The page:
Common Core: 7th Grade English Language Arts : Analyze Authorial Point of View and How Author's Compares with Others’: CCSS.ELA-LITERACY.RI.7.6

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Example Question #1 : Analyze Authorial Point Of View And How Author's Compares With Others’: Ccss.Ela Literacy.Ri.7.6

“Stone Trees”

Have you ever seen a stone tree? While the idea of a stone tree may sound fantastic, fallen trees can turn to stone in very specific circumstances, producing what scientists call “petrified wood.” “Petra” means stone in ancient Greek, so something “petrified” has been turned to stone. You may have heard the word “petrified” used to describe someone so scared that they have frozen as if turned to stone, but scientists use the word literally to refer to actual stone. Petrified trees are stone trees, not scared trees!

 

A Type of Fossil

Like ancient skeletons of dinosaurs and other organisms preserved in the earth, petrified wood is a type of fossil; however, there is a big difference between petrified wood and most fossils. Most fossils are imprints of creatures or partial remains of them, such as their skeletons. In contrast, the process of petrification recreates an entire preserved tree in stone. It’s very cool to see a petrified tree close-up, because it is still precisely life-size; you can get an idea of how big the tree was when it was alive, and even see individual tree cells that have been preserved. You can even count the tree rings in some petrified trees and estimate how old the tree grew to be before it was petrified.

 

From Tree to Stone

In order for a tree to become petrified wood, it must have died and been buried a very long time ago. This has to have happened in a specific environment, though, or petrified wood would not be so rare. The tree has to be buried in such a way that oxygen cannot get to its bark and wood. If oxygen can get to the tree, it will rot instead of turn to stone.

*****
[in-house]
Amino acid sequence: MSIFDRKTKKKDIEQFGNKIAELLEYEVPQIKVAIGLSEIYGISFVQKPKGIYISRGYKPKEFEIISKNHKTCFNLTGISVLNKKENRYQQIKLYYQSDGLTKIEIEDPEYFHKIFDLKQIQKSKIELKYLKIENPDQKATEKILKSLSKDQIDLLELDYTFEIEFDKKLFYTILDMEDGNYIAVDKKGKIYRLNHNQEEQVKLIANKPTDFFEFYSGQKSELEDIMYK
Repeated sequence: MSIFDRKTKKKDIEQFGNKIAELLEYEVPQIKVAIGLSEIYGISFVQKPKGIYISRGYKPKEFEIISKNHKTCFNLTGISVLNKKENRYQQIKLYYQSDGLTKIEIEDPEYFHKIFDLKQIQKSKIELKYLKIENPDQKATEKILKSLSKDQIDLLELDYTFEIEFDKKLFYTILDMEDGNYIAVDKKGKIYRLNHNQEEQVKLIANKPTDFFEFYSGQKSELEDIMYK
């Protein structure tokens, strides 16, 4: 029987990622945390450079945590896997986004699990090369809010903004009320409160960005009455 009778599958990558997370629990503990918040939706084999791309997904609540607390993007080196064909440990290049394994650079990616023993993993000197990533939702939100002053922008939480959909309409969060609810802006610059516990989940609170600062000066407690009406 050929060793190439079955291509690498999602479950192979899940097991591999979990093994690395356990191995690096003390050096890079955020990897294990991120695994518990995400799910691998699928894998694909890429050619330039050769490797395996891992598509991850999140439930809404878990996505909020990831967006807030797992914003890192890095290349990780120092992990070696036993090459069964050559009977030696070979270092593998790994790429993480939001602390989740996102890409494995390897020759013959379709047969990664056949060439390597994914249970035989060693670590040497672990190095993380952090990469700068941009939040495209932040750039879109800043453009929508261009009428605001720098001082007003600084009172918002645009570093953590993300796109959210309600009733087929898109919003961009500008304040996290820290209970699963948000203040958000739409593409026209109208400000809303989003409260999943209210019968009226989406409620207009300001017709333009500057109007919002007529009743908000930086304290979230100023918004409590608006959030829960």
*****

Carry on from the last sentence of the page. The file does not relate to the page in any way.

The environment has to have two more specific characteristics to produce petrified wood: there has to be water in the ground around the tree, and that water has to contain minerals. If mineral-containing water is present, water will go into and out of the tree’s cells and, over time, the minerals in the water will accumulate in the tree’s cells. When the tree’s cells eventually decay, the minerals are left. Petrified wood can be a rainbow of different colors, with each color corresponding to different elements in the tree’s preserving environment that affect the color of the minerals that form its stone.

Petrified wood is found all over the world, and there are even entire forests of petrified trees that you can travel to go see today. One national park in the United States, Petrified Forest National Park in Arizona, is famous for its many petrified trees. The next time you see a tree, remember, after a few million years in the right environment, it could turn to stone!

Which of the following best describes the author’s purpose in this passage?

Possible Answers:

To discuss one aspect of the process of petrification in particular

To provide a general description of petrified wood, including how it forms

To discuss the history of the name “petrified wood”

To explain how petrified wood differs from dinosaur fossils

To recount the author’s experiences of finding petrified wood in national parks

Correct answer:

To provide a general description of petrified wood, including how it forms

Explanation:

Let's consider what the author does in each of the paragraphs in this passage. The first paragraph introduces the concept of petrified wood and discusses the history of the name. The second paragraph compares petrified wood to other types of fossils to help the reader understand the features that make it special. The third and fourth paragraphs talk about specific qualities of the environment necessary for petrified wood to form. Finally, the last paragraph talks about where petrified wood can be found.

Based on that reading, we can conclude that the author's purpose in the passage is not "to discuss one aspect of the process of petrification in particular." While parts of the passage "discuss the history of the name “petrified wood” and "explain how petrified wood differs from dinosaur fossils," neither of these is the focus of the entire passage. The author mentions national parks at the end of the passage, but doesn't talk about his or her experience of finding petrified wood there, so it's not the purpose of the passage "to recount the author’s experiences of finding petrified wood in national parks."

The best answer is that the author's purpose in the passage is "to provide a general description of petrified wood, including how it forms." The passage discusses a number of different topics related to the general topic of petrified wood, and does spend time explaining how it forms.

All Common Core: 7th Grade English Language Arts Resources

1 Diagnostic Test 27 Practice Tests Question of the Day Flashcards Learn by Concept
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